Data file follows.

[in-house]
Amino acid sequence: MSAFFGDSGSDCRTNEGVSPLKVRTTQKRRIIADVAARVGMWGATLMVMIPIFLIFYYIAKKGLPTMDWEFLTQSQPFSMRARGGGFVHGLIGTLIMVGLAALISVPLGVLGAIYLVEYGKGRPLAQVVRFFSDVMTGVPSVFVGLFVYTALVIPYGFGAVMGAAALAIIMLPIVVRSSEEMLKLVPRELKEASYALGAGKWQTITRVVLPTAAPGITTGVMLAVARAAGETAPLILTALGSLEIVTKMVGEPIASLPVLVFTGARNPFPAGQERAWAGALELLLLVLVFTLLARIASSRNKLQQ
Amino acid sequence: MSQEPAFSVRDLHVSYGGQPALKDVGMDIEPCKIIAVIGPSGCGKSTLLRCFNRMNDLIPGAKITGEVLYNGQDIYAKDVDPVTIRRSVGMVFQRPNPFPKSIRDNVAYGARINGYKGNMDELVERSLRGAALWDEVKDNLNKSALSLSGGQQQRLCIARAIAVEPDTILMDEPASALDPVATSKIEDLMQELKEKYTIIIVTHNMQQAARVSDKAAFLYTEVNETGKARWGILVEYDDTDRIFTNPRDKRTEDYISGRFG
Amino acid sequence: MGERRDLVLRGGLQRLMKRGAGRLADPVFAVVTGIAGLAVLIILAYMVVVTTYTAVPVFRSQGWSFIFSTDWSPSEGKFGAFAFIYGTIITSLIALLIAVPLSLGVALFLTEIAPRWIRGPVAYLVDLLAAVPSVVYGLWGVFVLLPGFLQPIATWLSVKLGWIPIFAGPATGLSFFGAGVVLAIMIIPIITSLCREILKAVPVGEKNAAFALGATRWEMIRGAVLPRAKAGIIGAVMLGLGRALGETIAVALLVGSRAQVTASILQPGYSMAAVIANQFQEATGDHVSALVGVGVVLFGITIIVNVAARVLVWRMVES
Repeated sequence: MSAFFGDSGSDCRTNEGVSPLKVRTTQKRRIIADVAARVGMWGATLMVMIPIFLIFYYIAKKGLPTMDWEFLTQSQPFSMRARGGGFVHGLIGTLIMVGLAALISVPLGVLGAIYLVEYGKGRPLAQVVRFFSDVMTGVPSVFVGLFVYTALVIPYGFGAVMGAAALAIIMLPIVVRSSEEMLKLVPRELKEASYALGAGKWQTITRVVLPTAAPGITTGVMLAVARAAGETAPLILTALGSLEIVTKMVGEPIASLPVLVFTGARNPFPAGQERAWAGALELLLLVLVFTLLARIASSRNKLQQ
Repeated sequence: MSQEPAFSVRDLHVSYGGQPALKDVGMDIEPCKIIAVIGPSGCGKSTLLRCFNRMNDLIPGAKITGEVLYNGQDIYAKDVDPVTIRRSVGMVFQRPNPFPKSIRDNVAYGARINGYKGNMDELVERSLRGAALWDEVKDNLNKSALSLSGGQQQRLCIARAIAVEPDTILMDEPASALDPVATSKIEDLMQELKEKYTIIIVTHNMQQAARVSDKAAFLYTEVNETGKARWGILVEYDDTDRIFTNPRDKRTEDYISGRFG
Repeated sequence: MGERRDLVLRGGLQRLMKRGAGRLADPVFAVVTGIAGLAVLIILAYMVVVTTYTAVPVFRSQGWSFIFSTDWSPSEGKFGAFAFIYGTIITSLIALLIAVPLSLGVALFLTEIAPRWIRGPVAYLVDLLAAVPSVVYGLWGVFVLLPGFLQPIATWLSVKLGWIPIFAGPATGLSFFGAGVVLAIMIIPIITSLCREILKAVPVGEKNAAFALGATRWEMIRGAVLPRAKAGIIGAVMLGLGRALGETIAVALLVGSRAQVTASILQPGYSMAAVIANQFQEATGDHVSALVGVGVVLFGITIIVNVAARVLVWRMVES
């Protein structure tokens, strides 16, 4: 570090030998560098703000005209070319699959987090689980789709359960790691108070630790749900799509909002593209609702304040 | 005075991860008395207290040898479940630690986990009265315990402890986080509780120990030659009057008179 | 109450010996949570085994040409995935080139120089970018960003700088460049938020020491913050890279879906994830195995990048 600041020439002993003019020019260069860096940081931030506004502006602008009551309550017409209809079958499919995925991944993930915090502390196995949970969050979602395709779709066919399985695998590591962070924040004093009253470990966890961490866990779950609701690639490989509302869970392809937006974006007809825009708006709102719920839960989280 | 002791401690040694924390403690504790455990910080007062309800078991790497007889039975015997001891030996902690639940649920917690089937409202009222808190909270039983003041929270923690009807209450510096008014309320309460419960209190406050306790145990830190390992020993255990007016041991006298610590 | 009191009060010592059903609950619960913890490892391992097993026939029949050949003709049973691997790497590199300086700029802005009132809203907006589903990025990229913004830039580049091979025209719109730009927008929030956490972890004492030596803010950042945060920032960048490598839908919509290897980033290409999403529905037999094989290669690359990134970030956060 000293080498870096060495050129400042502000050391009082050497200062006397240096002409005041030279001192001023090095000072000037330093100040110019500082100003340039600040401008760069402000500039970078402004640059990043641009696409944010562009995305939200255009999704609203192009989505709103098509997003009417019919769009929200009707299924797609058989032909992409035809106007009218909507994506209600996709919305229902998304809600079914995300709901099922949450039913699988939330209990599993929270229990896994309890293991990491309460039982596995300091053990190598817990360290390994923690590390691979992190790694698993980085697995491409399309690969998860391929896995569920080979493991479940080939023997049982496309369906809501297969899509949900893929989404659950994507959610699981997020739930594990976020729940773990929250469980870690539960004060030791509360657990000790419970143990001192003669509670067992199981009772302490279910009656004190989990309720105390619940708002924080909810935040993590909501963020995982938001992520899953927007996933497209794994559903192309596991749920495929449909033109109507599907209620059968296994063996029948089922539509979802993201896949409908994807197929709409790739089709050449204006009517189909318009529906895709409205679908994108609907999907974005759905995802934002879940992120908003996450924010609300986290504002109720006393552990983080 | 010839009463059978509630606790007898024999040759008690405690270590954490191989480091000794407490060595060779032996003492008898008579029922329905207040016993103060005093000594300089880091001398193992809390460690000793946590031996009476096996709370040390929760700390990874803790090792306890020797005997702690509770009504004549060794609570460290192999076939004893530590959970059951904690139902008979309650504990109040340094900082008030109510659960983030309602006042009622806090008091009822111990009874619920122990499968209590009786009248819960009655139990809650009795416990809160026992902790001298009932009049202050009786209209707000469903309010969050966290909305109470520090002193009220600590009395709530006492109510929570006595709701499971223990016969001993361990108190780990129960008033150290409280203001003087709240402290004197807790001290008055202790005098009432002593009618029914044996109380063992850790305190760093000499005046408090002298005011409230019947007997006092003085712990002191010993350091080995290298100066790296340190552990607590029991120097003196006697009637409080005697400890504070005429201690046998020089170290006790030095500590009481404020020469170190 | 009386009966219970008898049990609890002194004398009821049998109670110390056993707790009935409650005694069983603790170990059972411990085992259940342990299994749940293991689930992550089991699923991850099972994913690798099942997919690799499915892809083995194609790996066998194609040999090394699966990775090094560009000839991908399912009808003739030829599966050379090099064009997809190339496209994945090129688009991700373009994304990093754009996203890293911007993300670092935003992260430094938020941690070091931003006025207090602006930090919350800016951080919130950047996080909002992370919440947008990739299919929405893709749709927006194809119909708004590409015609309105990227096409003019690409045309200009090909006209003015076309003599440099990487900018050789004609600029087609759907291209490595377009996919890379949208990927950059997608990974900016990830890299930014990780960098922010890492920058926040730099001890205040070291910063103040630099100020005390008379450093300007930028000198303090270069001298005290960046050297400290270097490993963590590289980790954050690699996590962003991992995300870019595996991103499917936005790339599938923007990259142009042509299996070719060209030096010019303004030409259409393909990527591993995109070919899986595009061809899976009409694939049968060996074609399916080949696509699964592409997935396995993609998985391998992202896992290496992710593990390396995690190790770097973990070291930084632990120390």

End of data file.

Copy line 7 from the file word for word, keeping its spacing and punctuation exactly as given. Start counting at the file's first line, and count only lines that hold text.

Repeated sequence: MGERRDLVLRGGLQRLMKRGAGRLADPVFAVVTGIAGLAVLIILAYMVVVTTYTAVPVFRSQGWSFIFSTDWSPSEGKFGAFAFIYGTIITSLIALLIAVPLSLGVALFLTEIAPRWIRGPVAYLVDLLAAVPSVVYGLWGVFVLLPGFLQPIATWLSVKLGWIPIFAGPATGLSFFGAGVVLAIMIIPIITSLCREILKAVPVGEKNAAFALGATRWEMIRGAVLPRAKAGIIGAVMLGLGRALGETIAVALLVGSRAQVTASILQPGYSMAAVIANQFQEATGDHVSALVGVGVVLFGITIIVNVAARVLVWRMVES